“Becoming a therapist was driven by a desire to help people and a curiosity about how the human brain works.”
What was your path to becoming a therapist?
Becoming a therapist was driven by a desire to help people and a curiosity about how the human brain works. Training and research in the fields of addiction, relationships, and trauma helped develop my niche and clinical framework. It was in these settings where I developed a love for working with individuals and couples to overcome trauma and addiction and become the best version of themselves.
What should someone know about working with you?
I conduct a brief phone screening with each client to ensure that we appear to be compatible for the client's desired goals and availability for sessions. Once this match has been achieved, I schedule an intake session that allows for a "fact-finding mission" of sorts to understand what led a client to therapy and to provide them information on my therapeutic process. In this session, we establish initial goals and an initial treatment schedule. These items are reviewed periodically throughout treatment to measure progress and ensure the client's needs are being met. Homework may be assigned but is done so with each individual client's consent and feedback. Since no two clients are the same, frequency of sessions and length of time in therapy will vary from person to person.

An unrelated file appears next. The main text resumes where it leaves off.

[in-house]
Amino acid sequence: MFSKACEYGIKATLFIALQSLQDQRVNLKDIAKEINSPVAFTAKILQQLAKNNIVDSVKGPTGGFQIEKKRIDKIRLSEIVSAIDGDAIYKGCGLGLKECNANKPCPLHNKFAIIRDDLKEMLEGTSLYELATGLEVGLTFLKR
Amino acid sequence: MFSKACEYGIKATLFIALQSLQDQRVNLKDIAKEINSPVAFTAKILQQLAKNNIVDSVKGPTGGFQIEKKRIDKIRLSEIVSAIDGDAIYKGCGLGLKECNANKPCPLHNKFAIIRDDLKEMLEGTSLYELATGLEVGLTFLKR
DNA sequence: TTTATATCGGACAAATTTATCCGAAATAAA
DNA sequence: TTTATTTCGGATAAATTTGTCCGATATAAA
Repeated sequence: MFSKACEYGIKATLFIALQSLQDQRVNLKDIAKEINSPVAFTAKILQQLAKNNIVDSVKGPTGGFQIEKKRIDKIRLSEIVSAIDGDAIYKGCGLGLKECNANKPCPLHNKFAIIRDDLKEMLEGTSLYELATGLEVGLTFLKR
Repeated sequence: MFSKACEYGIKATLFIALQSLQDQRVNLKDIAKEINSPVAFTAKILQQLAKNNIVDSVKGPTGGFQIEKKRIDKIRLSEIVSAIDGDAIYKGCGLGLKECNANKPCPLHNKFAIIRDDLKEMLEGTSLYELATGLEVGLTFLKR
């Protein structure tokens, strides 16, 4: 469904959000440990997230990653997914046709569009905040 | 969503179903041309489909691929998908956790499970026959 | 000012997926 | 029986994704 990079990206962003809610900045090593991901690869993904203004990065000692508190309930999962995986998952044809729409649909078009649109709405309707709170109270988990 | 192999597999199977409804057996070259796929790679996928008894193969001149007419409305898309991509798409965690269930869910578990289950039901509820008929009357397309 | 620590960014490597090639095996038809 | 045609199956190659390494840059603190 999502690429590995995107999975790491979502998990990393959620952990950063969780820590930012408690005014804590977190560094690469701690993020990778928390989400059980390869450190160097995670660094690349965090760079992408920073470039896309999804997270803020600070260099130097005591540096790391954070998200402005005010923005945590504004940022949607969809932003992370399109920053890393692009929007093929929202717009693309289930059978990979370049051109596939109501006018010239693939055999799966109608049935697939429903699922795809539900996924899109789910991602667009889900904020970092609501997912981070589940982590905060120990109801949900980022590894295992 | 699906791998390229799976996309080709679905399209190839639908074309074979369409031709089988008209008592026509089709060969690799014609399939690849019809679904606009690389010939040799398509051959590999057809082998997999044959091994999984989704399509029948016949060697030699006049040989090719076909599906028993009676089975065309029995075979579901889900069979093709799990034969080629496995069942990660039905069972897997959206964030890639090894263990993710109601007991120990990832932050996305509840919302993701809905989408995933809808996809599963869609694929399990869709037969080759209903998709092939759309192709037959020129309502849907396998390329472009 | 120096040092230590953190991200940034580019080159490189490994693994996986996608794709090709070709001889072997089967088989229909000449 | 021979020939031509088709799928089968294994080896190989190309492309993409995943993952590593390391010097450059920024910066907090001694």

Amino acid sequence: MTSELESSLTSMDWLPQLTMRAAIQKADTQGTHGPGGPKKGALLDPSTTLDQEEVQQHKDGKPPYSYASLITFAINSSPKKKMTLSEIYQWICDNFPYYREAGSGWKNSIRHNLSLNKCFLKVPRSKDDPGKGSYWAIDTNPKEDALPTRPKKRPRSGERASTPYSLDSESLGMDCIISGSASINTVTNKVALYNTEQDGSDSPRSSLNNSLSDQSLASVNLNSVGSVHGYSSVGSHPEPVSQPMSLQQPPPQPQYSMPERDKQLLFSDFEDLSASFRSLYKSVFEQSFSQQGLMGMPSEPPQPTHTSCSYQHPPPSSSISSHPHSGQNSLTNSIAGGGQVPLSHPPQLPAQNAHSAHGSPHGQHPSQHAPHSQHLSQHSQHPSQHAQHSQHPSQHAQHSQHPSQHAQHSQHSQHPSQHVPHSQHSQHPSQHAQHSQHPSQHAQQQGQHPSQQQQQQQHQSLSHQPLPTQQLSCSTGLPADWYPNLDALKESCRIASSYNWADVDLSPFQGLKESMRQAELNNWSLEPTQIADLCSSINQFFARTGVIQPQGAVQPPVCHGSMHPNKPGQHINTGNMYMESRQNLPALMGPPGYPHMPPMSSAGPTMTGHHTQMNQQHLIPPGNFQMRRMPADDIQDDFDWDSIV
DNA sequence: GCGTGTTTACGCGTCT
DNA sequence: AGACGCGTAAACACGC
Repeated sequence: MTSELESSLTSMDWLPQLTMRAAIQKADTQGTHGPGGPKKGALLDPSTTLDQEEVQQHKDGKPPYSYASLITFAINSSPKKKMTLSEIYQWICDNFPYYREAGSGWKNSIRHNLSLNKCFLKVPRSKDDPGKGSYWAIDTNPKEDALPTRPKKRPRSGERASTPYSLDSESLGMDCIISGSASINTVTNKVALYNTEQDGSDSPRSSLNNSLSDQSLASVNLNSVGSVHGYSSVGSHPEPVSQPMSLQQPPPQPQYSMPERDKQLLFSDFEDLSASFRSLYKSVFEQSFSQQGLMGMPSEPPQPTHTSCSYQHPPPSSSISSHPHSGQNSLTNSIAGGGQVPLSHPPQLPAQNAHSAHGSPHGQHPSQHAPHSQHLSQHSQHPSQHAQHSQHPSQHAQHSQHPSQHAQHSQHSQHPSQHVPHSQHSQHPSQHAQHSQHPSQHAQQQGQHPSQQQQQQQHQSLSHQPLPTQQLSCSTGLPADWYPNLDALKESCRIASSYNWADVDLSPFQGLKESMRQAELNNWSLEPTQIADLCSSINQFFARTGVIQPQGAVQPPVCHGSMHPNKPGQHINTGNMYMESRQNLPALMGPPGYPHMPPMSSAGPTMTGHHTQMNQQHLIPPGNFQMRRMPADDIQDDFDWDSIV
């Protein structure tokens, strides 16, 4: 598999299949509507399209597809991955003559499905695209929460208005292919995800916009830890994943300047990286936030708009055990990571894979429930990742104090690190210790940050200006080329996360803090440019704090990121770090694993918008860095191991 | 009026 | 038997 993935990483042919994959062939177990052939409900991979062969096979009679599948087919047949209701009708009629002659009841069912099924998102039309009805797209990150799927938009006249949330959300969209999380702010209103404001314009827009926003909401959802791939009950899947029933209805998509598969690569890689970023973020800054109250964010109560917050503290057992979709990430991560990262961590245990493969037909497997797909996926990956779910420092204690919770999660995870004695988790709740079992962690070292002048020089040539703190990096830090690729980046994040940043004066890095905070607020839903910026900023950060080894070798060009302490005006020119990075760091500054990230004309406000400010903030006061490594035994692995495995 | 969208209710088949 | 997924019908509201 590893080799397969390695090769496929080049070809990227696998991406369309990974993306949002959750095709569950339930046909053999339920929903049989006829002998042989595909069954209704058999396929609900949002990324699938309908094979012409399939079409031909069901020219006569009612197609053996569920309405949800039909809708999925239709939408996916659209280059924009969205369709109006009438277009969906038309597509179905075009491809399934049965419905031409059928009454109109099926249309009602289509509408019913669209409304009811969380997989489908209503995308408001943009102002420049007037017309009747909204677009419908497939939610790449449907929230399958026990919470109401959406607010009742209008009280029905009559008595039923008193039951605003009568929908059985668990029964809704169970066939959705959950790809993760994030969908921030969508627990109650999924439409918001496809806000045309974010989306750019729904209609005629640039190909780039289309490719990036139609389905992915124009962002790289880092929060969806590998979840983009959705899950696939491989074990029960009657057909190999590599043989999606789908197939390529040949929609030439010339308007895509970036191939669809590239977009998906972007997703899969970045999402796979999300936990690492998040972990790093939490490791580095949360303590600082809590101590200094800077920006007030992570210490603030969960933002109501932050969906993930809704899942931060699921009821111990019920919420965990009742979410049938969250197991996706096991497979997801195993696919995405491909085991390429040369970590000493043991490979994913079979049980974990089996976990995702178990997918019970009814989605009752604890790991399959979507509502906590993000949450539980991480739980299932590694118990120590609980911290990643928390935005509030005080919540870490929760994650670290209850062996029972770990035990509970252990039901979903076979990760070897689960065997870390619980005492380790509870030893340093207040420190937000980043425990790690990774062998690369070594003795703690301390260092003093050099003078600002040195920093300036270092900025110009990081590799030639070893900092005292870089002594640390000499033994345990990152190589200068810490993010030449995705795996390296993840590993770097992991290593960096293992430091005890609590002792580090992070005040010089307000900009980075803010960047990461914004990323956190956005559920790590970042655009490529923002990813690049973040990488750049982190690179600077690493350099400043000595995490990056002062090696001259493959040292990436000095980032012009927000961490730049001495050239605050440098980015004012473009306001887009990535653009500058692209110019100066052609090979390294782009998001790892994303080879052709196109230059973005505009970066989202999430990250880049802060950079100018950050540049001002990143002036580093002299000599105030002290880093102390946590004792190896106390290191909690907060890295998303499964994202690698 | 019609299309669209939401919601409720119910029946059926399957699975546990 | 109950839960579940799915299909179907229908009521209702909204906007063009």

What do you do to continue learning and building competencies as a provider?
I attend a variety of continuing education courses each year to learn about new techniques and network with other providers. My office is located in a suite with three other practitioners and we often conference cases to ensure that our clients are getting the best possible care.
What are you most excited about within the evolving mental health landscape?
I am most excited about telehealth, as it allows me to reach and connect with clients who may be a match for my therapeutic skill set but are unable to see me in person due to geography or transportation issues.
From a research and education standpoint, I am most interested in community mental health response and suicide among first responders. I continue to learn more about these topics and hope to be part of a positive change in these realms.
“Training and research in the fields of addiction, relationships, and trauma helped develop my niche and clinical framework.”